Re: Working on debian developer's reference and "best packaging practices"
>>"Anthony" == Anthony Towns <email@example.com> writes:
>> On Tue, Apr 30, 2002 at 03:46:17PM -0500, Manoj Srivastava wrote:
>> > Apropos to that, Policy proper contains elements that ought
>> > not to be in there, but remain as vestigial documentation of dpkg
>> > (which is how policy started). Policy is going to be cleaned up and,
>> > and perhaps rewritten (probably in DocBook format) post woody (I like
>> > the layout of the sections in the FHS 2.2 document); and made into a
>> > more coherent, leaner version, as befits a standard document. Some of
>> > the examples need to be pruned from the policy proper; so a look into
>> > policy would be appreciated.
Anthony> What exactly is the.. raison d'etre of this new policy to be,
What exactly is it that we do in Debian? For the most part, we
do not generate code, except for glue -- we are integrators. We make
the system work together. The value added by Debian is the assurance
that someone has tried to make things work together, figured out
dependencies, and ensure that different package do not trample over
each others toes, and packages can work together.
Even more than just not break other packages, we allow
synergies to develop between packages, and policy is essential for
this: packages follow policy, and can expect, and depend on, other
packages to also be policy conforming. Knowledge of this behaviour
allows for enhanced cooperation between packages.
Debian policy should be the minimalistic set of rules that
packages follow, and expect other packages to foolow too, in order to
have the system be greater than the sum of the parts. This is what
allows packages to dump HTML file in a location on the file system
and expect it to show up on the web server. This is what allows us to
have a menu system, automated completions in bash, auto-recompilation
of elisp packages, and a plethora of other synergies that elevates
Debian above all other Linux (_NOT_ just GNU/Linux) distributions.
Policy, thus, steps in where there are a number of equally
technically viable options, and one needs be chosen to assure
compatibility, or to achieve a degree of consistency required for
management or other front-end tools. Location of configuration files,
the web root, games, etc, are (mostly?) covered by other standards
(like the FHS and LSB), and ratified by policy, with exceptions to
the standards noted (/usr/doc/package syml;inks at the time of
releasing woody is an example). Yes, sometimes Debian is different
form the standards, and often we have a good reason for doing so.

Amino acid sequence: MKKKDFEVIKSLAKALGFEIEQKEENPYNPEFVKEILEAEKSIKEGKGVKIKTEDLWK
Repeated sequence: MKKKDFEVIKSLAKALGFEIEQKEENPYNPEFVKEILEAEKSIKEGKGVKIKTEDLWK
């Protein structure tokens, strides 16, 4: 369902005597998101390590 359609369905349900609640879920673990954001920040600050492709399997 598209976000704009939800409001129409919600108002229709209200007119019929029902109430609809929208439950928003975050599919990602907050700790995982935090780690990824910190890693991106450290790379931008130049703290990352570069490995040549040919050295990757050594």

With the growing number of maintainers, and packages, it is
essential that the rules that package must adhere to in order for the
system to function seamlessly be accessible, obvious, and not drowned
in style guide pontifications.
The packaging system is a coner stone of the distribution,
Policy encodes the "standard" interfaces to this system that the
packaging system _must_ provide -- the packaging system may offer
added facilities, and an expanded, backwards compatible interface,
compared to what is documented in policy. However, policy is still no
substitute for reading the actual documentation involved.
(Wichert: under this definition, inclusion of enhances: in polcy was
Anthony> Personally, I can't see the need for a "standards" document
Anthony> for Debian -- yes, POSIX, the FHS etc are useful, but
Anthony> they're already standards; and documentation on how to use
Anthony> dpkg and debhelper and debconf etc is needed, but that tends
Anthony> to change much more regularly than, say, ANSI C or POSIX
Anthony> does, so doesn't really seem all that appropriate for a
Anthony> "standards" process.
Policy is not dpkg documentation. Indeed, dpkg authors have
started writing the canonical documentation on how to use the
packaging tools, and there is no need to make that policy, anymore
than gcc.info needs be policy.
>> > My vision of policy is like that it is analogous to, say, the
>> > C standard, and not a DPKG for dummies or teach yourself packaging in 24
>> > hours kind of document. It would be nice if the "Debian Best
>> > Packaging Practices" document plays a complementary role and picks up
>> > the slack. It would perhaps make policy more digestible.
Anthony> Advice like, say ``4.1. Version numbers based on dates'' or
No, we _should_ standardize on some format for this, and this
may be used by tools to flag bleeding edge packages just from the
vbersion format. Perhaps we cna then institute a practice that date